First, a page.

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Breakfast Trends: New Ingredients Help Wake America Up

July 25, 2011
Substitute new ingredients to make 'the most important meal' even healthier.

The American breakfast table has changed dramatically since the Pilgrims landed and settled in Massachusetts in 1620. Rising early to begin their chores, our forefathers began the day with a spartan meal of cider and corn meal mush cooked over the embers all night, topped with maple sugar or molasses, according to the Oxford Encylopedia of Food and Drink in America.

Today we have a striking selection of breakfast choices, but most Americans pressed for time in the morning do not take advantage of this largesse. Many eat no breakfast at all, and others choose a quick breakfast of cereal, coffee and some fruit, according to one of the largest surveys ever conducted on breakfast and morning mealtime routine. Kellogg Co. (www.kelloggs.com), Battle Creek, Mich., surveyed more than 14,000 Americans of varying ethnicities, income levels, geographic regions and ages earlier this year and found that while the vast majority of Americans feel breakfast is important, the reality of hectic mornings makes it difficult to fit the meal in every day.

While more than half (54 percent) of all adults would like to eat breakfast every day, only one-third (34 percent) actually do; Nearly all moms (89 percent) want their kids to eat breakfast every day. However, 40 percent of moms report their children don't eat breakfast daily.

Breakfast Is Hot

According to a survey by the Food Channel, in conjunction with CultureWaves and the International Food Futurists, breakfast is hot. The Top Ten Breakfast Trends for 2011, finds fully 95 percent of survey respondents view breakfast as very or somewhat important, about two thirds eat breakfast every day without fail and the same percentage eat breakfast at home, while nearly 25 percent eat breakfast at work. Eggs are the food they eat more often at breakfast (50 percent), and about 25 percent each say they eat hot or cold cereal most frequently.

Trends include:

  • Oatmeal in Overdrive -- On the home front, oatmeal's becoming a real mainstream staple. Steel-cut oats has become a common household phrase that indicates you're eating the real thing
  • Chocolate for Breakfast -- At the Winter Fancy Foods Show, fancy chocolate was everywhere, often promoted as a breakfast product. There was chocolate tea, chocolate Belgian waffles, chocolate granola, and even hot chocolate on a stick. A panel of experts named "chocolate for breakfast" as one of the top five trends, based on its ubiquity at the conference
  • Fast Foods Battle Over Breakfast -- The breakfast daypart has become the key battleground in the quick service restaurant category
  • Haute Coffee Comes Home -- Supermarket shelves are bulging with RTD cappuccinos, frappuccinos, and lattes. There are all sorts of espresso machines and gazillions of recipes on the Web for making your own caffeinated beverages
  • Ethnic Invasion – An NRA survey of chefs found ethnic-inspired breakfast to be one of the hottest trends of the coming year. Hispanic breakfast menus sizzle, especially in regions where the Latino population is growing. In home kitchens we'll be slathering our toast and biscuits with European spreads such as Nutella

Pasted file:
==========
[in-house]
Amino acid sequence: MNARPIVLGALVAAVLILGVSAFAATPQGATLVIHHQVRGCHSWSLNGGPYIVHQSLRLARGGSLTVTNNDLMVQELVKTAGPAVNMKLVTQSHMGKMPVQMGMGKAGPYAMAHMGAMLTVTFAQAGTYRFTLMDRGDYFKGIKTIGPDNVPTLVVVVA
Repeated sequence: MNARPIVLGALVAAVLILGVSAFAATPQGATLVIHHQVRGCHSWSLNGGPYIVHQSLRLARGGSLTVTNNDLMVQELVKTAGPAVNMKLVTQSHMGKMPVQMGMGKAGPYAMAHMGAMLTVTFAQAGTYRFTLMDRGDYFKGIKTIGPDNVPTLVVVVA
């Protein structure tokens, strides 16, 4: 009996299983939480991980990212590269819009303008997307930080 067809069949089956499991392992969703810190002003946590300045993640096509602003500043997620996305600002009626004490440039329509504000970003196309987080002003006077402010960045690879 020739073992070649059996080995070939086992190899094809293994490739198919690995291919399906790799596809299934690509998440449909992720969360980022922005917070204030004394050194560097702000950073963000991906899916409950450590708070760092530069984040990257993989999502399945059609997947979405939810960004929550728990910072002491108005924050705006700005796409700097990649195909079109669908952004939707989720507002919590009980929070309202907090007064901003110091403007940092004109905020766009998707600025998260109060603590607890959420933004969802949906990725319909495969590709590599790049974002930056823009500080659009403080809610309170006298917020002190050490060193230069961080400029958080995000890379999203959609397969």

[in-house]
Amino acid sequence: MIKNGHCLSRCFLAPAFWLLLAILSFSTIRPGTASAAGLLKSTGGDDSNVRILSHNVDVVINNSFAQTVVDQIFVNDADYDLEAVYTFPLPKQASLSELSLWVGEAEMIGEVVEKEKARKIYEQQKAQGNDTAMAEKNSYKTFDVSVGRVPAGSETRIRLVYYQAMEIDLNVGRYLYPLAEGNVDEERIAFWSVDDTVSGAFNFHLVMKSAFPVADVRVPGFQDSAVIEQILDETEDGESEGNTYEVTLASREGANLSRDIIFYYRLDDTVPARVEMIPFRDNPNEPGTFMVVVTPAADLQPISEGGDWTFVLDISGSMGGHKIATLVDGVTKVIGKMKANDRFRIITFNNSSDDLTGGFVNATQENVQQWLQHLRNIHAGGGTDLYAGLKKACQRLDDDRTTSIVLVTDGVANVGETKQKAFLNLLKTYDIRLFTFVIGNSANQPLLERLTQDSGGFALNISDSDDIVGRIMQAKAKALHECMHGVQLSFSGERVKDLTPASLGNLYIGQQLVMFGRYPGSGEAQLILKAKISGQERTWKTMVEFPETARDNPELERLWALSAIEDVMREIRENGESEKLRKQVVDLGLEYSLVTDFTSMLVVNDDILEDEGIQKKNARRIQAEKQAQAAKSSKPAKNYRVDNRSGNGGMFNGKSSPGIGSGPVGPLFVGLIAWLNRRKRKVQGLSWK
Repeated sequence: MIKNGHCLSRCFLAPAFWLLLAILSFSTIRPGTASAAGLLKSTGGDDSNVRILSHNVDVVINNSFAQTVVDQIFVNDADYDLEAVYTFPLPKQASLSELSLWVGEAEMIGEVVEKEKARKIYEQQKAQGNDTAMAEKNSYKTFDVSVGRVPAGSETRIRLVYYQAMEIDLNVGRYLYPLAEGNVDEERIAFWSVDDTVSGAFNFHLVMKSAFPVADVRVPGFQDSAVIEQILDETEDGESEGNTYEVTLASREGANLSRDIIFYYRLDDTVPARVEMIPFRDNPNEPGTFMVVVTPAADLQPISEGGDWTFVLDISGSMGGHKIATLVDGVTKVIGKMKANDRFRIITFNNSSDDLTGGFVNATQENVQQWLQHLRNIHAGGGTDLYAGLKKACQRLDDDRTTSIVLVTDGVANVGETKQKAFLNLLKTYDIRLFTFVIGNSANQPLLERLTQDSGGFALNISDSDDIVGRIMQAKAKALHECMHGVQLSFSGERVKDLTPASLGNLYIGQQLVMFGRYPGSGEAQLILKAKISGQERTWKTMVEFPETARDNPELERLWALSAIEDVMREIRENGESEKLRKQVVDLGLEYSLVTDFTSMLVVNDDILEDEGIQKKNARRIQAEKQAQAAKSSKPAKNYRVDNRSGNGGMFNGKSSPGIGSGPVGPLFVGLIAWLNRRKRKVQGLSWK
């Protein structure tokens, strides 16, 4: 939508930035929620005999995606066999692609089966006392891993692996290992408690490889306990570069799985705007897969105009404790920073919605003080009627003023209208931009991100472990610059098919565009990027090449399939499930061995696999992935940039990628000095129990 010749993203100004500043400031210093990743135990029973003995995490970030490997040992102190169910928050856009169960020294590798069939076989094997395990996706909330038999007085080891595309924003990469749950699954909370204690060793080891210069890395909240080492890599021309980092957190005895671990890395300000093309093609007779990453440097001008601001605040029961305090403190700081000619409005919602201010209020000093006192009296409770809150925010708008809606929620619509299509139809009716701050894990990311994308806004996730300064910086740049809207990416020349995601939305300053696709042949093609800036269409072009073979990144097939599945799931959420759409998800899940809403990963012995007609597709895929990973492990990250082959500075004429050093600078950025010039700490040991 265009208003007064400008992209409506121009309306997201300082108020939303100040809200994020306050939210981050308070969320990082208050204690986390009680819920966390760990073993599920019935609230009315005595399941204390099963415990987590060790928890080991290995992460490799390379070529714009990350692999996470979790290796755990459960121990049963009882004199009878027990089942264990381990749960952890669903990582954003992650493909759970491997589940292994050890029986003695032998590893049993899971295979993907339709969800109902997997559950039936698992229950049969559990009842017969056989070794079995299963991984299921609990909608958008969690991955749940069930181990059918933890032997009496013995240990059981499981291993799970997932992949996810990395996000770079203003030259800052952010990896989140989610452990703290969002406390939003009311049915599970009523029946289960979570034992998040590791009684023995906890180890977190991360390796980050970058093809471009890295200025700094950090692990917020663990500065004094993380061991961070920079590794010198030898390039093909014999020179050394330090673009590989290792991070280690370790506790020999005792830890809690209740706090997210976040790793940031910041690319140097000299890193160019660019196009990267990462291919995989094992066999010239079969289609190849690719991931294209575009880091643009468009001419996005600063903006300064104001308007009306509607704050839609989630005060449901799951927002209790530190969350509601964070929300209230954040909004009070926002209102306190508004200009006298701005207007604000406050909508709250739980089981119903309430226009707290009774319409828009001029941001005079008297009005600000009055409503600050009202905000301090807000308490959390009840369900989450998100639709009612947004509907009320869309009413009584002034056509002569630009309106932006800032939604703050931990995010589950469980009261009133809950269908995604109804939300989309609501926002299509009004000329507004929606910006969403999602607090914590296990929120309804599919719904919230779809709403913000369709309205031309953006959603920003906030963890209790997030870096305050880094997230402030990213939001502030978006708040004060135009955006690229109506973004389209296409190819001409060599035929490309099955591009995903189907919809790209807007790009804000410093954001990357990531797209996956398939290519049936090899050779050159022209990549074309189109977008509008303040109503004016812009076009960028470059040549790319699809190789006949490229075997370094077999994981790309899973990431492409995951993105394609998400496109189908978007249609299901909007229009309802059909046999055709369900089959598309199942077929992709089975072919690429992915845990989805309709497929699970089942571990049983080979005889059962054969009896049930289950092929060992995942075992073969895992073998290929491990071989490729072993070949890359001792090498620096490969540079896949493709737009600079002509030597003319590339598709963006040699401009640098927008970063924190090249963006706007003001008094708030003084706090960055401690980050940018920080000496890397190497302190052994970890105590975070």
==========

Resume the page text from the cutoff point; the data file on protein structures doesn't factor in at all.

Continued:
• Beverage Choice Choke -- We're way beyond coffee and O.J. Younger consumers get their morning kick from an energy drink. Bubbly juices are growing, as are carbonated fruit juices
  • Hot Pizza in the A.M.-- Pizza is predicted to be one of the hottest menu items for breakfast. Kellogg's is looking to get a slice of the breakfast pie with its Eggo brand, launching two flavors of Real Fruit Pizza as a new morning meal entry
  • Breakfast Ingredients All Day Long --Bacon is on and in all kinds of foods these days, from burgers to desserts, and though some profess to be tired of the bacon buzz, we don't see any real evidence of bacon fatigue
  • The Breakfast Two-Step --We're starting to see a pattern of people getting their breakfast in two phases. It starts with the early morning hit of caffeine at home or Starbucks (or similar), with maybe some toast, a banana or small muffin. That's followed up later by Phase 2: a mid-morning break of yogurt, granola, fruit, or maybe a power bar… something to propel us forward till lunchtime
  • Eggs Crack the Top Ten-- Eggs to hatch a big comeback this year thanks in part to a just-released report on a nutritional re-evaluation of eggs conducted by the USDA that shows today's eggs are healthier than previously believed.
Source: www.foodchannel.com

Nearly all toddlers and preschool-age children are eating breakfast; however, consumption of breakfast dips as American children grow older. 77 percent of young children eat breakfast every day, but the number falls to 50 percent in the middle-school years and 36 percent among high school students. Although moms report a desire to see their kids relax in the morning and concentrate on eating breakfast, many kids are too busy watching television, getting their homework done or getting ready for school to do so.

Agriculture Secretary Tom Vilsack marked National School Breakfast Week (March 7-12) by emphasizing the administration's commitment to provide school children with healthy, well-balanced meals to prepare them for a productive school day. Working with First Lady Michelle Obama's Let's Move! initiative, USDA is enhancing programs that will help to raise a healthier generation of students who will enter the classroom ready to concentrate, engage and learn.